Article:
McConnell Outlines a GOP Version of Change
Senate Minority Leader Mitch McConnell is addressing the Young Republican Leadership Conference today in Washington, though large excerpts of his speech have been available to the press since early this morning. Naturally, everyone is focusing on the part where McConnell gushes that “we got our groove back,” but The Washington Post’s Chris Cillizza notes that McConnell’s speech is something of a three-part preview of the Republican strategy for 2010.
The first part is about change – not Barack Obama’s version, but rather an effort to hold onto some of the magic from Sen. Scott Brown’s (R-Mass.) party-energizing special election victory in January. The second part is about the virtues of divided government. Here McConnell (and Republicans in the fall) are hoping to draw strength from the idea that a (slim) majority of Americans, according to a Post poll, continue to believe that a Republican Congress would be the best way to maintain a system of checks and balances against a Democratic president in Washington.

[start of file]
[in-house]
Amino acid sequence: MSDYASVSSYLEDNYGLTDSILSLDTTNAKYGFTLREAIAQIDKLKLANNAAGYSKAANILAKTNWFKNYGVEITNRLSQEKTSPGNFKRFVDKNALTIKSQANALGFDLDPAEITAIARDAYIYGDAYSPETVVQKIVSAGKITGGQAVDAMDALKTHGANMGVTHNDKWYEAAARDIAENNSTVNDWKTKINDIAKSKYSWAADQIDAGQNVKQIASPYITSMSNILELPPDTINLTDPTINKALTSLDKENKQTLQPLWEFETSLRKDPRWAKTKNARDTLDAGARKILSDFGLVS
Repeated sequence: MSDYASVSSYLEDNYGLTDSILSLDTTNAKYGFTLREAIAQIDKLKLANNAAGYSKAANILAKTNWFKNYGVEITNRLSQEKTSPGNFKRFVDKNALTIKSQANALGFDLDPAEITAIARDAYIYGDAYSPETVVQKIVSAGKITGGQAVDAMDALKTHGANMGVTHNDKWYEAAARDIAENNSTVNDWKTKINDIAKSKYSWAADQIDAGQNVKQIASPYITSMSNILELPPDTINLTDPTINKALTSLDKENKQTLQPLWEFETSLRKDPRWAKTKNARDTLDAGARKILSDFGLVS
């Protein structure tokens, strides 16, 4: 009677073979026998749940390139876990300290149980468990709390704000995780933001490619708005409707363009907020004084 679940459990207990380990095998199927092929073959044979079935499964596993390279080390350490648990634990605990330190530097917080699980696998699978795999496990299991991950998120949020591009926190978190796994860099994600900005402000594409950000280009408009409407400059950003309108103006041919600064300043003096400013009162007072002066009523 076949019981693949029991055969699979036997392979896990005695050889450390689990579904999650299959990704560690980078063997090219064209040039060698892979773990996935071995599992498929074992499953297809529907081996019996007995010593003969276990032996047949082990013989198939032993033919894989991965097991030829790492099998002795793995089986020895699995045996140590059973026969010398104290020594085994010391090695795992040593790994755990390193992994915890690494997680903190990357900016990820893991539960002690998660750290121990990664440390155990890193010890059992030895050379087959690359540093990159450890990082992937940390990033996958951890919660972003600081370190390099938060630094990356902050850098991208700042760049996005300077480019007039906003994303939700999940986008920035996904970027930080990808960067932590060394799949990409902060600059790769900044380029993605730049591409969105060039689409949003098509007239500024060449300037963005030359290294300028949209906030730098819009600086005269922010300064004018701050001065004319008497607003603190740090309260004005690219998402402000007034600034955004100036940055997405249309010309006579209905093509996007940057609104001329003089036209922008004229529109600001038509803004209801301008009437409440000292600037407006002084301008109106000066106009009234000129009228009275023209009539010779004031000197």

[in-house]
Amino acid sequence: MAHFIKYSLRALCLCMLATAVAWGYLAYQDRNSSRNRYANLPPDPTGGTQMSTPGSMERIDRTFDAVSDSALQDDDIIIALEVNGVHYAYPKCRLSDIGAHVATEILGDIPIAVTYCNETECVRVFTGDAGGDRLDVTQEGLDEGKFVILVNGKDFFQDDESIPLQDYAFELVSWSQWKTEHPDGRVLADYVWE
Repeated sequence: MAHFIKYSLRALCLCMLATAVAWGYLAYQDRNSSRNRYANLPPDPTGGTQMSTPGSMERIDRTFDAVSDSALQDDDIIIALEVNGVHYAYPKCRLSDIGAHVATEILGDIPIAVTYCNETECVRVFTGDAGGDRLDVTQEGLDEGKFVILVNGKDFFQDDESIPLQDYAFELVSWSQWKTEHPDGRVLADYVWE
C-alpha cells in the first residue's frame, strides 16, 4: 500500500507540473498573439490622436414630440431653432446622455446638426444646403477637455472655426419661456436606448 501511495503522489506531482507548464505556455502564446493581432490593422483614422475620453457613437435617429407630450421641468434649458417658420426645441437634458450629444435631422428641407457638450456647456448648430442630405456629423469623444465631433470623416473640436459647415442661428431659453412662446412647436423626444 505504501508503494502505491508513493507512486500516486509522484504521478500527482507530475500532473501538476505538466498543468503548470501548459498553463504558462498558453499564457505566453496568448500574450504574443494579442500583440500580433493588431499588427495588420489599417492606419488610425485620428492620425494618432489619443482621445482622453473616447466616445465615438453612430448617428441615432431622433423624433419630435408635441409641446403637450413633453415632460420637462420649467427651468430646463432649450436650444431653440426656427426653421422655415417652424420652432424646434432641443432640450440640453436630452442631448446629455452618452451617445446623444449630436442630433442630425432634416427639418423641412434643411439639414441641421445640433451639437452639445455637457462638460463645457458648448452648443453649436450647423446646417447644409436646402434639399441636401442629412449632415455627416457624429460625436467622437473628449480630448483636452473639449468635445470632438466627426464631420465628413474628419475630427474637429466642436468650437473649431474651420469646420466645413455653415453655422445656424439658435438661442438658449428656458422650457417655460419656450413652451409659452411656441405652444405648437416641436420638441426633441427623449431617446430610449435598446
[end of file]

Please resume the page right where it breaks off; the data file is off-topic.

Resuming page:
The third “groovy” part, however — the message that Republicans have regained popularity through obstructing Congress at every turn — just seems wrong. Democrats in Congress aren’t exactly racking up points as far as confidence, but congressional Republicans are doing even worse. Notes Cillizza:
Again, the Post poll. Forty-three percent of those tested said that they had either a “great deal” or a “good amount” of confidence in Obama to make the right decisions for the country while 32 percent said the same of Democrats in Congress and just 26 percent said it of Republicans in Congress.